Recently, the US vice president directed NASA to land astronauts on the moon within the next 5 years [source].

While there are big rockets (SLS, Falcon Heavy, etc.), and crew capsules (Orion, Crew Dragon) in the works, I have not heard of any current work on a lunar lander.

Is someone working on a lunar lander, and there has been much less media hype around these efforts? Or, is the 5 year time frame simply wishful thinking? Since 5 years doesn't seem to be a sufficient time frame to develop and human-rate a lunar lander.

The timeframe for the Apollo Lunar Module was:

  • July 1962: invitation to companies to submit proposals
  • July 1969: first flight to the moon

which gives us a 7 year development time horizon. In modern days, I suspect development of space hardware to take longer than in the Apollo era, due to more rigorous testing.

So, for the 5 year goal to be realistic, there should already be development of some sort of crewed lander currently ongoing.

  • $\begingroup$ For a manned moon landing a big rocket is something as big as a Saturn V. $\endgroup$
    – Uwe
    Commented Mar 27, 2019 at 12:28
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    $\begingroup$ There have been design concepts (e.g. en.wikipedia.org/wiki/Lockheed_Martin_Lunar_Lander) but I don't think there is any serious work done yet. Yes, I think 5 years is too ambitious. $\endgroup$
    – called2voyage
    Commented Mar 27, 2019 at 12:29
  • $\begingroup$ @called2voyage The Lockheed Martin Lunar Lander seems to be only a design concept unveiled in October 2018. Is there any information about some hardware build for it? $\endgroup$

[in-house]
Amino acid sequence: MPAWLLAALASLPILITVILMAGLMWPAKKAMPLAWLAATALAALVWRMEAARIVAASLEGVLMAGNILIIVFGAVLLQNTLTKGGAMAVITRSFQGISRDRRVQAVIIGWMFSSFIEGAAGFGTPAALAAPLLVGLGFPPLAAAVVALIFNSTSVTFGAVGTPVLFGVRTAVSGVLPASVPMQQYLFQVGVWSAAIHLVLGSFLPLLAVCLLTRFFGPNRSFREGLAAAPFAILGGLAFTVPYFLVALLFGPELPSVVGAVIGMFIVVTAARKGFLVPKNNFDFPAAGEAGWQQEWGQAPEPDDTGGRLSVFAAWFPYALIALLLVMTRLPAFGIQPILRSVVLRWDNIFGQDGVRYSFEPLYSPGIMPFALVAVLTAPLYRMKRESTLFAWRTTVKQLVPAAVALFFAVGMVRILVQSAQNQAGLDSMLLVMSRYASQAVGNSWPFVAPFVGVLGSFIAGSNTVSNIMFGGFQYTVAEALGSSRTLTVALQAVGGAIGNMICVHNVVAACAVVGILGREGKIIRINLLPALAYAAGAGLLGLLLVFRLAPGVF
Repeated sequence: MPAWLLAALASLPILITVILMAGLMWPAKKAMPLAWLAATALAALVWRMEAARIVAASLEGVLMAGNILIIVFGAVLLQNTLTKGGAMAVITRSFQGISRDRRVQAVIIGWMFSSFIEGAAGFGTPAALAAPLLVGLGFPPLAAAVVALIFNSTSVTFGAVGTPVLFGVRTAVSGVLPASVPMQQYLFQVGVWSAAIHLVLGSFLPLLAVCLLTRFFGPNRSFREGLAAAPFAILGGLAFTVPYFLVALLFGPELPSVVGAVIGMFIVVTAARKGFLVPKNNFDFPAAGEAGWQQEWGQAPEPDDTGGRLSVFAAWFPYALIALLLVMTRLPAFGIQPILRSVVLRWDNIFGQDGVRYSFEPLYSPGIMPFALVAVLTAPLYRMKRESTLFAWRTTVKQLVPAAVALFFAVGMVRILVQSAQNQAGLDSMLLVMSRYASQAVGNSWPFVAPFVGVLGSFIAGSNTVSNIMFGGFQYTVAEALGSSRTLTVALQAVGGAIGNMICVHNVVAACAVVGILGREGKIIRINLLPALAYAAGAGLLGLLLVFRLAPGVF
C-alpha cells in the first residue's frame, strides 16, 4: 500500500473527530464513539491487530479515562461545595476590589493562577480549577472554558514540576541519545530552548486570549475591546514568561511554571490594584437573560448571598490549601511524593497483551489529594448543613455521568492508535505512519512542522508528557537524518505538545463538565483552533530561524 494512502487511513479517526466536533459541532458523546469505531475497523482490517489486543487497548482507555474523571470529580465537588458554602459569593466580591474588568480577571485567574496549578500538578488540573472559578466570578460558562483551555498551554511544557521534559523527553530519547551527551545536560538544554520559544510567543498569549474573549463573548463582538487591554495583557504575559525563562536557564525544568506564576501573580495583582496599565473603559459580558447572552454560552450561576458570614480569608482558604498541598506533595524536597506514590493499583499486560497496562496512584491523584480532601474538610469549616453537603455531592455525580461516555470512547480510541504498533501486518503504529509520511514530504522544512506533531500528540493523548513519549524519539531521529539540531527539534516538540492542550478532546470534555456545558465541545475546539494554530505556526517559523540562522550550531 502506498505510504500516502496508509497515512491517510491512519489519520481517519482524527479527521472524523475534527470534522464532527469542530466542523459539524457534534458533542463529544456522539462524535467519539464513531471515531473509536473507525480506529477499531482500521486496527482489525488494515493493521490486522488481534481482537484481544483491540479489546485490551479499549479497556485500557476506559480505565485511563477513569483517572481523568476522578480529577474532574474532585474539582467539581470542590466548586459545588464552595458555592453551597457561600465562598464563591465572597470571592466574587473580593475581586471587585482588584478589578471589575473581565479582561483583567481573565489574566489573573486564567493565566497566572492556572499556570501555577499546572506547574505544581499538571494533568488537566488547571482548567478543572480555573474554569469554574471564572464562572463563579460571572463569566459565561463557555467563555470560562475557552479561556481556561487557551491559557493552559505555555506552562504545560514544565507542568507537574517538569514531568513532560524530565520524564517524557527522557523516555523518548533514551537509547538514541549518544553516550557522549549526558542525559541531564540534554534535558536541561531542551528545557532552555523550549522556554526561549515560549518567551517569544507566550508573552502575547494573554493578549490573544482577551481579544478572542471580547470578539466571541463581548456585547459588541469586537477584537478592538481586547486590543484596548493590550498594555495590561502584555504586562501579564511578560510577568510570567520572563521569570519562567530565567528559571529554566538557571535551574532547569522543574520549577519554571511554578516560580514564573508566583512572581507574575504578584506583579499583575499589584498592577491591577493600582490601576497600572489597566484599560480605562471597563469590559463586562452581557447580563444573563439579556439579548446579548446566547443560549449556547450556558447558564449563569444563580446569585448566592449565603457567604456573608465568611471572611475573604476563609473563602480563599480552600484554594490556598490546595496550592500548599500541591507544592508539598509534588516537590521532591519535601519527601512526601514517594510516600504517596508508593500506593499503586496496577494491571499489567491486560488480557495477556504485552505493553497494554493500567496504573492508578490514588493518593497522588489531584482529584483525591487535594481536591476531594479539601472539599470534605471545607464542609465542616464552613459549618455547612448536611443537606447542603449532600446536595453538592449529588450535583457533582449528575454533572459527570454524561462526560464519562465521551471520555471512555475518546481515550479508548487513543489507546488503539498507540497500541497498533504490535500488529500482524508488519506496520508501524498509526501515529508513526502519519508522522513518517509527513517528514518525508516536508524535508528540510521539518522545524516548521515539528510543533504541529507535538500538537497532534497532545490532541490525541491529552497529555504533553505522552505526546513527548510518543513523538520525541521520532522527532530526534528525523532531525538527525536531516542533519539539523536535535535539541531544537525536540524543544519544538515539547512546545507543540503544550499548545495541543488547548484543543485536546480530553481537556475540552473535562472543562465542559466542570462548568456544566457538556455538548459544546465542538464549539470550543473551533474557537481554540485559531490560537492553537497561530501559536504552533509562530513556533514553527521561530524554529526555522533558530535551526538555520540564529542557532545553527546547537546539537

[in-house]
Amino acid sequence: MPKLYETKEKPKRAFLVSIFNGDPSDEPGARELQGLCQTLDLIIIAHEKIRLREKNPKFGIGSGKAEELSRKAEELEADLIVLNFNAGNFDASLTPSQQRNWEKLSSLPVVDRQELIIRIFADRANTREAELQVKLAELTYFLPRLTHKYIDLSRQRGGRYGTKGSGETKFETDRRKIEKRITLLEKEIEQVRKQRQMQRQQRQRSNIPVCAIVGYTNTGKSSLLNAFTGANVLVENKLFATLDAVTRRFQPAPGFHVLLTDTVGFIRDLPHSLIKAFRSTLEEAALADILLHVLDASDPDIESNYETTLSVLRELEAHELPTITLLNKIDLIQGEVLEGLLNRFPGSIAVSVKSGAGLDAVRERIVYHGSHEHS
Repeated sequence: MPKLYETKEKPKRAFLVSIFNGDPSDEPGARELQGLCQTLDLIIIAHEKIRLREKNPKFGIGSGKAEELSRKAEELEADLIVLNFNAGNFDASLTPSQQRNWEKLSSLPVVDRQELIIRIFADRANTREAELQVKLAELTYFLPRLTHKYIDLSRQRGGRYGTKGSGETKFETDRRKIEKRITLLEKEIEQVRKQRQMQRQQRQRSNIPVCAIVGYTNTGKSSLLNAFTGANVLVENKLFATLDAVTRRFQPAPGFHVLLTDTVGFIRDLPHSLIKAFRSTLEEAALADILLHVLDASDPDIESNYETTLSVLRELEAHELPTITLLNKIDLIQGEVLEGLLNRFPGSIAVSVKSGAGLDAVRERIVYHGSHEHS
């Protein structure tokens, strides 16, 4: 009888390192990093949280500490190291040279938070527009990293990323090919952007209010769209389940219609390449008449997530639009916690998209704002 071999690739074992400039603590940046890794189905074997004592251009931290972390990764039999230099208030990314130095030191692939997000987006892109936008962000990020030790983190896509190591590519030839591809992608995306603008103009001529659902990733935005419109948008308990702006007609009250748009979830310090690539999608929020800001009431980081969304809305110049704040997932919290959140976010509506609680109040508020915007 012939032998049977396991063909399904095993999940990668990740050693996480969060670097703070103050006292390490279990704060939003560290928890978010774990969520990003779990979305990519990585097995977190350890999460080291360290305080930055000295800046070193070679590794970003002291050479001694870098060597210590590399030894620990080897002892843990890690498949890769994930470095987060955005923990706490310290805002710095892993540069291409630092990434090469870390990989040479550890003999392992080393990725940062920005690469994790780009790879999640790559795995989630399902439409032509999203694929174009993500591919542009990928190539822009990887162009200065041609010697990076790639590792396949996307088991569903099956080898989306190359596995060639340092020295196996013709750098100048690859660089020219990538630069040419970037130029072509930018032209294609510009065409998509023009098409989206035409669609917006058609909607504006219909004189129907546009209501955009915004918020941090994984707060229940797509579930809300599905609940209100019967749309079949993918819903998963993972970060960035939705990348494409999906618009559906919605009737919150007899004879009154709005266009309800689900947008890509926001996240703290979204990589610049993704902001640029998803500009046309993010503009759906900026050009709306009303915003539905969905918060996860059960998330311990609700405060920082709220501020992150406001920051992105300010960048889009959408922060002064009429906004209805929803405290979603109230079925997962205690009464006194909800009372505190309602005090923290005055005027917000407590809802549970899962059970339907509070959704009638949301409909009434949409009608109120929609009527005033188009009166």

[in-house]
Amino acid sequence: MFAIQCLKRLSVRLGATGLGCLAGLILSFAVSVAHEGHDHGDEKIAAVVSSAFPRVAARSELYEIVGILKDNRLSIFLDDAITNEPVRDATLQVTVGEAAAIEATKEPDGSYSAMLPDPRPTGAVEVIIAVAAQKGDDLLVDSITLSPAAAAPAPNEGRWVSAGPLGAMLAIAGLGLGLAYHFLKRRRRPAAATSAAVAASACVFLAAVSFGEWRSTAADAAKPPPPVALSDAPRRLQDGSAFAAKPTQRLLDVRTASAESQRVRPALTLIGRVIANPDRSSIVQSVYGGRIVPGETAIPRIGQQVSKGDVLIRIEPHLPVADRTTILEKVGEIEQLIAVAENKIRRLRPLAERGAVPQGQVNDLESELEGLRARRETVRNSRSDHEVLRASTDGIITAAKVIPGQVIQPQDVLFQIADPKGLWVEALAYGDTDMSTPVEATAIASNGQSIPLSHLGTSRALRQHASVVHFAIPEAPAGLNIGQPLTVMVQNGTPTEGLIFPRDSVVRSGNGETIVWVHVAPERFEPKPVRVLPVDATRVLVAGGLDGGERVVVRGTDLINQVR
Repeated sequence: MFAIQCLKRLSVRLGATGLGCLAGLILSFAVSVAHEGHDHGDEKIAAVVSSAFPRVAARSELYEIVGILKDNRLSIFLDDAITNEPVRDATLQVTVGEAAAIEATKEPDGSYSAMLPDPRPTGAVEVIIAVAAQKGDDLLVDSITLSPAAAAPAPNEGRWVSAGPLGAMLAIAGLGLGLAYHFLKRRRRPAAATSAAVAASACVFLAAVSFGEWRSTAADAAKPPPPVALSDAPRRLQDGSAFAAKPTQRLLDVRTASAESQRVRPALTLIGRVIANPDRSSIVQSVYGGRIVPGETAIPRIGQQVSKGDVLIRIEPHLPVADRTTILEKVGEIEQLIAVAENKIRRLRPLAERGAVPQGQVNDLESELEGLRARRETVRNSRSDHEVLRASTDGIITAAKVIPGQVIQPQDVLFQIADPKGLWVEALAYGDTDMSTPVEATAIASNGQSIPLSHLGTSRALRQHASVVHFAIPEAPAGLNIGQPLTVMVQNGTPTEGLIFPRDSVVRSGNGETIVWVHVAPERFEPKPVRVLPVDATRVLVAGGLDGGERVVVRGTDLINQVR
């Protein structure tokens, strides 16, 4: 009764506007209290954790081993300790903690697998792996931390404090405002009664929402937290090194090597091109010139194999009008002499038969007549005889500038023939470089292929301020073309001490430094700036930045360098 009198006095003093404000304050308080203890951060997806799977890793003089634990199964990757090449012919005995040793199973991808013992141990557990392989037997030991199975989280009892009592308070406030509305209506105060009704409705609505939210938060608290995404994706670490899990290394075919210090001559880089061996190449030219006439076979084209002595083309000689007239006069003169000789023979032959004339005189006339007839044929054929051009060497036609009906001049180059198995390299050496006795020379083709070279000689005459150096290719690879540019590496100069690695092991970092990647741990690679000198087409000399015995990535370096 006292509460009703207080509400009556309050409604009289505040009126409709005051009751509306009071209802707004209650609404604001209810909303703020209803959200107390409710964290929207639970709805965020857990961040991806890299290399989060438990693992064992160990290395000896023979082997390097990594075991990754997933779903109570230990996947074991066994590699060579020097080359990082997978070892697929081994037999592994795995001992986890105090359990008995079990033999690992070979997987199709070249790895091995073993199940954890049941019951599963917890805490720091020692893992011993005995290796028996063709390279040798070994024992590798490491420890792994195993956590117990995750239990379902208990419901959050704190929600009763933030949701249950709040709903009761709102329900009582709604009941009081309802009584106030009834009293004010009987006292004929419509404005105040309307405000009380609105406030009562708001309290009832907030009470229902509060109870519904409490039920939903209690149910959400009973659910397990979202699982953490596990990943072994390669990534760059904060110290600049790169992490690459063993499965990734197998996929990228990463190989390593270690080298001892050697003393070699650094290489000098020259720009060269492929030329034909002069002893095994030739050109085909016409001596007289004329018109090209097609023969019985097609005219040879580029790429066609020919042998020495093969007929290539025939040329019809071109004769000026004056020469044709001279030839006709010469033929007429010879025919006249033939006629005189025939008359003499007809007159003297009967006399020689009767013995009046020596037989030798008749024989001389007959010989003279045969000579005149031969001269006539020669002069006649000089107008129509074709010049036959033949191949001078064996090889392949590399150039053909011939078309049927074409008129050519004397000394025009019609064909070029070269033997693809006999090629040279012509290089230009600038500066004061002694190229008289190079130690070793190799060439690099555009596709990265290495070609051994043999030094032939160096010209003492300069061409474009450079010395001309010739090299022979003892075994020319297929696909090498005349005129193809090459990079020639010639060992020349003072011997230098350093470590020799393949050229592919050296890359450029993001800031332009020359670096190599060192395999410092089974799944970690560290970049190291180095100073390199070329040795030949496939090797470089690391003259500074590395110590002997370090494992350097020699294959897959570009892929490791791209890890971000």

– Uwe
    Commented Mar 27, 2019 at 12:39
  • $\begingroup$ @Uwe No, as I said, I don't think there is any serious work. I don't think anyone has lunar lander hardware. $\endgroup$
    – called2voyage
    Commented Mar 27, 2019 at 12:44
  • $\begingroup$ FWIW, the F-1 engine used in the Saturn V booster can trace its origins back to a 1955 USAF requirement; NASA was exploring concepts for a manned lunar mission well before Kennedy's Rice University speech. Although it was 7 years from the "official" commitment to successful completion, actual development spanned a longer period. $\endgroup$
    – Anthony X
    Commented Nov 16, 2019 at 16:39

3 Answers 3


NASA has pretty much decided to use commercial landers. In November 2018 they announced 9 companies that would receive money to develop lander concepts, and with the likely addition of SpaceX these 10 companies will be competing to build lunar landers.

I'm confident that all 10 are doing some work to developing these landers, along with plans to make them larger and crew rated. However, the only two potential human rated lunar landers that I know of are being developed by SpaceX and Lockheed Martin. The Lockheed one is just on paper, and SpaceX's is a completely different way to get to the Moon, the Starship/ Super Heavy (BFR) system.

enter image description here

While Lockheed Martin unveiled this concept for a single-stage lunar lander in October, NASA officials say they're leaning towards three-stage options whose individual components are small enough to be carried on a range of launch vehicles. Credit: Lockheed Martin Source

  • 2
    $\begingroup$ The article you linked to only talks about payload, no crews. So, the 5 year goal to land humans on the moon does not seem very realistic. $\endgroup$
    – Dohn Joe
    Commented Mar 27, 2019 at 13:29
  • $\begingroup$ There are other sources I have seen for crewed landers depending on commercial vehicles. But yeah, the 5 year goal is a stretch, at least not without some serious changes... $\endgroup$
    – PearsonArtPhoto
    Commented Mar 27, 2019 at 13:34
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    $\begingroup$ To quote Randall Munroe: If we can get a man on the Moon, why can't we get a man on the Moon? $\endgroup$ Commented Mar 27, 2019 at 13:42
  • $\begingroup$ I added the image from your 2nd link showing an "a crewed moon lander currently in the works" or at least a technical artist's impression thereof. $\endgroup$